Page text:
Setting some facts straight about the future of carbon regulation in the U.S.
Gar Lipow offers up his latest critique of carbon offsets, which this time is based on a fundamental misunderstanding of the underlying science of greenhouse gases. The story, for those following along at home, can be summarized thusly:
- Gar feels that carbon offsets are, among other things, the “enemy of the human race.”
- I feel that offsets are an interesting policy option with kinks to be worked out. The kinks are not nearly so fundamental or intractable as some would have you believe.
The following discussion gets a bit dense, but it’s also highly instructive, so I recommend soldiering through if this is a topic you’re interested in.
First, a bit more background. The carbon reductions represented by carbon offsets are always measured from some emissions baseline, which represents the “business as usual” case — the level of emissions that would have occurred in the absence of the offsets. Depending on the project type, determining the baseline can be more or less difficult. For all offsetting projects, it is critical that the offsets represent emissions reductions that would not have happened otherwise. This property is known as “additionality.” High-quality offsets are said to be additional.
In my previous post on this topic, I pointed to one type of offsetting project that is generally regarded as highly additional. Decomposition of garbage in landfills produces methane, a greenhouse gas 23 times as potent as carbon dioxide. It is possible to capture this methane and burn it, removing it from the atmosphere and generating carbon offsets in the process. The offsets are considered highly additional because the economics of landfill methane flaring make these projects unsupportable in the absence of offsets. This is known as the “revenue flow” additionality test. Because offsets represent the only meaningful revenue flow to methane flaring projects, we can be confident that the projects would not have happened in the absence of offsets.
Gar responded recently to my post with a description of one such flaring project in South Africa: the Bisasar Road Landfill. Gar’s conjecture in this case is that without the revenue stream from offsets, the landfill might have been shut down entirely. Gar feels that this is baseline from which we should measure the carbon reductions brought about by the offsets. That is, the baseline that Gar recommends is a hypothetical one in which the landfill doesn’t exist at all.
This demonstrates a basic misunderstanding. There’s a lot to wade through, but I’ll jump to the main paragraph:
If you are measuring additionality of the Bisasar energy project, it seems like the chance that it might have shut down without the subsidy from CDM is not such a reach after all. In fact, there is a good argument that shutdown should be the baseline scenario.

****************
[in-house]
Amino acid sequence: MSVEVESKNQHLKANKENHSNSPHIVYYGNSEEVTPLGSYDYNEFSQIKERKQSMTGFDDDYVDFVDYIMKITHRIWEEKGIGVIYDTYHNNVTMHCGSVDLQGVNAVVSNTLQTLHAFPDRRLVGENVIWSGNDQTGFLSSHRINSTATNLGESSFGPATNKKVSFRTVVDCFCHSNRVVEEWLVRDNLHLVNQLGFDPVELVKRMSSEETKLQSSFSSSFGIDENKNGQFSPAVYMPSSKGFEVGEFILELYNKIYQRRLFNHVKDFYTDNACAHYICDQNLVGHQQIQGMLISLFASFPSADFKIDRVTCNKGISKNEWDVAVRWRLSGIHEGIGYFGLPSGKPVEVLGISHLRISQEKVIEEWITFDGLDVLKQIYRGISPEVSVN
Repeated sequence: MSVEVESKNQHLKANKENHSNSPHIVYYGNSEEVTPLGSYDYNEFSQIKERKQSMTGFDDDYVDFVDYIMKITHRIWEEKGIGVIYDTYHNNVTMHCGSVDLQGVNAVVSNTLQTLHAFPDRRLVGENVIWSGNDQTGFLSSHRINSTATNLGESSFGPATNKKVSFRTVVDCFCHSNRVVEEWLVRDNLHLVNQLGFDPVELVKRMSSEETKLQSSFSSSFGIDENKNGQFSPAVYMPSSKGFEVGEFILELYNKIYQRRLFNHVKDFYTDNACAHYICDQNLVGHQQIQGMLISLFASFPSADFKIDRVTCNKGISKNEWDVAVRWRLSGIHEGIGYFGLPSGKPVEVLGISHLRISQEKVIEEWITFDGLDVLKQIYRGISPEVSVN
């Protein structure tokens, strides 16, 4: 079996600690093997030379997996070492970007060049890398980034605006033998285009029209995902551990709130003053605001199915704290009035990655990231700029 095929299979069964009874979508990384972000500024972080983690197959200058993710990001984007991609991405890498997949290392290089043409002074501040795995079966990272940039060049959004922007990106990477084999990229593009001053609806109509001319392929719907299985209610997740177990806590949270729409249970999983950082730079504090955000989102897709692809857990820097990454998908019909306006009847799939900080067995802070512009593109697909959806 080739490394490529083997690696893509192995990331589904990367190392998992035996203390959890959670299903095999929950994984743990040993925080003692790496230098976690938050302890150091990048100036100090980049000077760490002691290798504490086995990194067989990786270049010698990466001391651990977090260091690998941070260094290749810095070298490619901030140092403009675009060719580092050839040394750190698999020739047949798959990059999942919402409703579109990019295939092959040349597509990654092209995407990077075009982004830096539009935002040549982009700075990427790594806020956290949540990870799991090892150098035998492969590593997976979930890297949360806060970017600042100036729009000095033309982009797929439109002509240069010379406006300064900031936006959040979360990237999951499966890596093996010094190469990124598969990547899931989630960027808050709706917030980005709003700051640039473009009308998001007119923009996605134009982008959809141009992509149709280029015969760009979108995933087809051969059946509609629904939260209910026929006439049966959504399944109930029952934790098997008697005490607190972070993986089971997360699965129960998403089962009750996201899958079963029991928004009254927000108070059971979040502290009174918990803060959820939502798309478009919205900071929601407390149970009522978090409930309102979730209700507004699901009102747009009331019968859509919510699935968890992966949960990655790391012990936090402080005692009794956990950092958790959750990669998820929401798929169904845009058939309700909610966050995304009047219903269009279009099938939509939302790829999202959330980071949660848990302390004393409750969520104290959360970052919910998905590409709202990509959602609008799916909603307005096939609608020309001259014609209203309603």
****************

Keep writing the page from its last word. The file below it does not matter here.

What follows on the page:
The basic misunderstanding is that closing down a landfill does not destroy the greenhouse gases associated with it. The garbage doesn’t disappear. Neither do the waste streams from the local population. Closing a landfill does not help reduce greenhouse gases any more than closing a gas station does.
Further, if you click through to the article Gar links to — an article highly critical of the Bisasar project — you’ll find this statement:
No one is against extracting the methane from the rotting garbage. But Durban officials say they won’t go to the trouble of doing so without the $15 million subsidy, because the electricity generated in the process costs so much more per kilowatt hour than Eskom charges for its coal-fired power.
This, in plain English, is why landfill methane flaring projects are additional. They don’t pay for themselves. In the absence of offsets, the methane is allowed to escape into the atmosphere, which is bad for the local population and bad for the environment.
It feels a bit odd to be arguing this point at all, because, as I said, landfill methane flaring projects are generally considered to be highly additional. It would be a surprise to discover that they are not, and presumably some primary research would be required to support such a conclusion.
The Bisasar landfill does raise numerous environmental justice issues regarding the siting of garbage dumps in Apartheid-era South Africa. But carbon offsets did not create these dumps, or these issues. Further, carbon offsets can plausibly have a role in addressing such issues by functioning as a subsidy for clean energy development in the developing world.
I will hopefully be posting more often at Grist on topics related to carbon and carbon regulation. Most likely, though, I will not be continuing this running debate about whether offsets are evil, mostly because it’s not terribly relevant. Carbon trading is coming to the U.S. in a big way. Between RGGI in the Northeast and the California Global Warming Solutions Act, a large portion of the American economy will soon be operating under a carbon trading regime. The Chicago Climate Exchange, despite being voluntary, is already the second-largest carbon market in the world. As early as 2009, Congress could enact federal carbon legislation that places the entire U.S. economy under a cap-and-trade system.
There are many nuances to carbon market design, many of which I’m still acquainting myself with. I look forward to exploring these topics here.